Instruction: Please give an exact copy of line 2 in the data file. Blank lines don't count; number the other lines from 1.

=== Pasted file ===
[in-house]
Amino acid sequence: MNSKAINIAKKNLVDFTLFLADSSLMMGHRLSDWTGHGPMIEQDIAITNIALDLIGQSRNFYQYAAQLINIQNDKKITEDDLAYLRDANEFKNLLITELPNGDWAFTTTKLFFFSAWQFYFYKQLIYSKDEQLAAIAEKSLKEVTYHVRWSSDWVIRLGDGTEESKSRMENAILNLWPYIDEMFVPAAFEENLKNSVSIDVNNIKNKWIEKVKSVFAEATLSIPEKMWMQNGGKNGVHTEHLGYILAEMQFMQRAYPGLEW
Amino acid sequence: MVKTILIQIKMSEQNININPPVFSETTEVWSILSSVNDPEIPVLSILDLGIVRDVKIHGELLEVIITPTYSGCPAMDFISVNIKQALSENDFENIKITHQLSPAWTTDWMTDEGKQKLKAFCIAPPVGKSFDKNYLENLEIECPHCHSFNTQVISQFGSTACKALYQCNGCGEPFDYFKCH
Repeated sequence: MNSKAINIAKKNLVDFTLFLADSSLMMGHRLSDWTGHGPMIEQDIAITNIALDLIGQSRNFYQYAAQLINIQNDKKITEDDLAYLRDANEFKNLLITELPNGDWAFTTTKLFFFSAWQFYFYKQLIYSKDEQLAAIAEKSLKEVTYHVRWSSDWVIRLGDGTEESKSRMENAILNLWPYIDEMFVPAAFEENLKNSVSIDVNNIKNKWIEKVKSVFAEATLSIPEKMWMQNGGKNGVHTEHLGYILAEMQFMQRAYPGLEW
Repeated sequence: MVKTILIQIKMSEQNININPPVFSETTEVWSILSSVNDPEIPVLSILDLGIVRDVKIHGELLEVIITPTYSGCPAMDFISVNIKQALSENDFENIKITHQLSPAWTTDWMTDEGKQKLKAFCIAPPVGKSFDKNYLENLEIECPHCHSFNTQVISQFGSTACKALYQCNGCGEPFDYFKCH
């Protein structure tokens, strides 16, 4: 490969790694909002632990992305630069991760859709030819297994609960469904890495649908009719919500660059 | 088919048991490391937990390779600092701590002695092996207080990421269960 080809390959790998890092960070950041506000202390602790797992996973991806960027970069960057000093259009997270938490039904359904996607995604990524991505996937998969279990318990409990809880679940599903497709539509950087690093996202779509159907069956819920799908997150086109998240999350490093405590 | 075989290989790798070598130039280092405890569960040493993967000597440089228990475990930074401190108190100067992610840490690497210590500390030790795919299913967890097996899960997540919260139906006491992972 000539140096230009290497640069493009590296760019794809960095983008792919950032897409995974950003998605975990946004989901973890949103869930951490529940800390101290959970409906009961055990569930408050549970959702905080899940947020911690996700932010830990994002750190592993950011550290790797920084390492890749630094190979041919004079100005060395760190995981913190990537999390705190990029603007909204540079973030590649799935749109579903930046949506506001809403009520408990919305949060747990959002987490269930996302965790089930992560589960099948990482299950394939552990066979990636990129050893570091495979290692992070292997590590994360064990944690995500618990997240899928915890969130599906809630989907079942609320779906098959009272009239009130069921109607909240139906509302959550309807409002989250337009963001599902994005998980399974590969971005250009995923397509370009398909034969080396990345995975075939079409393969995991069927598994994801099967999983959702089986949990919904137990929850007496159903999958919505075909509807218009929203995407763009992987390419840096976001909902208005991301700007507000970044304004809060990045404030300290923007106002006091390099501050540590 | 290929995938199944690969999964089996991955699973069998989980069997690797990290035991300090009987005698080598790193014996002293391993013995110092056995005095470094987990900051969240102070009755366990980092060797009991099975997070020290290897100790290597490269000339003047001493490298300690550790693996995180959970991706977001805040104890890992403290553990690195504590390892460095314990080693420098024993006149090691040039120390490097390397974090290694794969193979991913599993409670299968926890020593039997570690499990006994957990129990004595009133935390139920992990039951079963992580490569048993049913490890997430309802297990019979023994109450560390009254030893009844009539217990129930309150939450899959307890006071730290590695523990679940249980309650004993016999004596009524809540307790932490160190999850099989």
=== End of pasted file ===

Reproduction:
Amino acid sequence: MNSKAINIAKKNLVDFTLFLADSSLMMGHRLSDWTGHGPMIEQDIAITNIALDLIGQSRNFYQYAAQLINIQNDKKITEDDLAYLRDANEFKNLLITELPNGDWAFTTTKLFFFSAWQFYFYKQLIYSKDEQLAAIAEKSLKEVTYHVRWSSDWVIRLGDGTEESKSRMENAILNLWPYIDEMFVPAAFEENLKNSVSIDVNNIKNKWIEKVKSVFAEATLSIPEKMWMQNGGKNGVHTEHLGYILAEMQFMQRAYPGLEW